Capitalising on the Garden’s New Popularity

Previously, if your home had a swimming pool or underground garage, you were considered to have a luxurious asset. These properties were able to charge more and held a wider appeal among buyers and estate agencies. While they continue to have that desirability, there is a new asset that puts your home into a more prestigious category of selectability: the garden.

It may seem like a relatively humble property asset in comparison to a swimming pool, however, following the 2020 pandemic and its resulting lockdown, demand for homes with a garden has skyrocketed. Not only are homeowners more appreciative of having an outside space, one that allows them a personal and natural escape should they be required to isolate again, but a modern generation are seeing the potential benefits of outdoor spaces that previous generations failed to utilise.

Historically gardens have been used as a play for children to play, families to relax, and for flowers to be grown. Their utility has been relatively basic and often they are used for purely aesthetic purposes. Many will have their own shed full of tools and equipment that is used seasonally. However, even those who enjoy a regular BBQ outside each week are not using their outdoor space to the same capacity as many new homeowners are.

Now, gardens are being used for more. They are becoming community hubs, micro-farms, space for summer houses, and second kitchens full of pizza ovens and fire pits. Soil and outdoor spaces are being utilized as a room, one that can cultivate and support businesses and hobbies. Remote workers are establishing garden offices and chefs are growing their own food. Even those who want to keep their garden as a place for nature are doing so beyond basic flower beds, building wild spaces to encourage their own unique ecosystem.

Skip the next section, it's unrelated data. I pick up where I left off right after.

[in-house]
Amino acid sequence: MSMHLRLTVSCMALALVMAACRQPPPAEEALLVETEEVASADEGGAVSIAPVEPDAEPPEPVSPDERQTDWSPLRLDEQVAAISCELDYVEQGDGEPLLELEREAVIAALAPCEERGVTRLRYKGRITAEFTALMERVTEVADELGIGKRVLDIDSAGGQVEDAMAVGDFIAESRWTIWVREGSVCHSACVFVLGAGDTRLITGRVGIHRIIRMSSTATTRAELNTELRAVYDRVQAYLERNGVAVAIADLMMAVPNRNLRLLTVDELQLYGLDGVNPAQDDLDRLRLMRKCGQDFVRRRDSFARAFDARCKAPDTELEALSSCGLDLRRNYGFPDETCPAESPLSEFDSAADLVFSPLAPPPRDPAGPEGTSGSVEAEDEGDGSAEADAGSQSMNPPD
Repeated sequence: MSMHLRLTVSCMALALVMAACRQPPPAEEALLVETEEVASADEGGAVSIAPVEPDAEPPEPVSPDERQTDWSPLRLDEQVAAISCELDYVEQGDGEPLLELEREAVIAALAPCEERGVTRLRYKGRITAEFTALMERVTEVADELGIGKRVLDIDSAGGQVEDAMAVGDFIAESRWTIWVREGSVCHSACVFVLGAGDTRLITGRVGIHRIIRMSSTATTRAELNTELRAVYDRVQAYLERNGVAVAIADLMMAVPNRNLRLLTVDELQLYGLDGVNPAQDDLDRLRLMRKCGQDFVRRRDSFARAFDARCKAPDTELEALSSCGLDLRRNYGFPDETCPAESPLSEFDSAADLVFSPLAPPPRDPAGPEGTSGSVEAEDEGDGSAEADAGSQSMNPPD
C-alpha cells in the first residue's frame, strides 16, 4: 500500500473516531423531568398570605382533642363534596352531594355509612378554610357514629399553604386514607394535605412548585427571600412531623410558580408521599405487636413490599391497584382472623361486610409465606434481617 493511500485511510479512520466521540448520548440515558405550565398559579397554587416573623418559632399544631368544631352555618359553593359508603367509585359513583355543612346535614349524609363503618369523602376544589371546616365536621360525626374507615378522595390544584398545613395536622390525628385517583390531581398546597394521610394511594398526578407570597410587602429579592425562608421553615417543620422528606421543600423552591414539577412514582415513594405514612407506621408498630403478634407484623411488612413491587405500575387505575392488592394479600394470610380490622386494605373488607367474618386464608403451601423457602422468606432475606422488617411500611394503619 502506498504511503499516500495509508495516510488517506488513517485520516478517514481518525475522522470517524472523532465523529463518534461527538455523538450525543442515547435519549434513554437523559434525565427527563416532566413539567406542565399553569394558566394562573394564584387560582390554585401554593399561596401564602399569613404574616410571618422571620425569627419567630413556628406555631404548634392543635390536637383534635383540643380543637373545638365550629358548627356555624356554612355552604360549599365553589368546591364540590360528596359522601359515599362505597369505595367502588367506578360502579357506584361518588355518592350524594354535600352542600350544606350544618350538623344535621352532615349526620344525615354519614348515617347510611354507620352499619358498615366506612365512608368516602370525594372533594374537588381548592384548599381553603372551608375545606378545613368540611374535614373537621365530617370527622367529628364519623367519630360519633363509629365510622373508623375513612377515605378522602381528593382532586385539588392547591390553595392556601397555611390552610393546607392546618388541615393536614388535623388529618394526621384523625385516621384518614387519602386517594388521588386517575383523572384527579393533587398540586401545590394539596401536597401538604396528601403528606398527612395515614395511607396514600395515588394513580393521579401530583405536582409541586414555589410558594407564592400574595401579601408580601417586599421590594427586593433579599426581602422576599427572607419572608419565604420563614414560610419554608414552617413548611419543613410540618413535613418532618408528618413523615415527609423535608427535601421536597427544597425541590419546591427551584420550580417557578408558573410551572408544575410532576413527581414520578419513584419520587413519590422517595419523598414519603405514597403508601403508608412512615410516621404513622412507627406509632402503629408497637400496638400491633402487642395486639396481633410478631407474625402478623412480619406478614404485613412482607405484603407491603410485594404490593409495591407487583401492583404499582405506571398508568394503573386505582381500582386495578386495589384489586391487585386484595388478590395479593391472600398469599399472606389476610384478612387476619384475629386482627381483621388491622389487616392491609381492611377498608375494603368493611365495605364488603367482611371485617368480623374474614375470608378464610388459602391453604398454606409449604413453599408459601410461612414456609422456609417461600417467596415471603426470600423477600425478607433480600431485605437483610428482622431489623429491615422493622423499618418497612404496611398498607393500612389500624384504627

As neighbourhoods become increasingly local-conscious, with residents building groups online and promoting small enterprises and clubs in their community, gardens become a necessary asset, offering a place to meet and share interests. Musicians are building studios behind their homes, barbers setting up their own shops, and yoga instructors holding classes outside.

So, what does this mean for those with gardens?

If you have a garden, it puts your home in a great position should you be interested in selling it. Properties with gardens have not only appeared in more searches than ever before around the UK but their value has also gone up.

However, if you’re not interested in selling, then you are in the fortunate position of having many ways in which you can utilise your garden. It is a blank canvas of opportunity for your property. There are many articles online and groups dedicated to the inspiration of cultivating your outside space around your life. The age-old idea of gardening revolving around plants and paving stones is becoming quickly redundant, and it is being replaced with enterprise, hobbies, and community.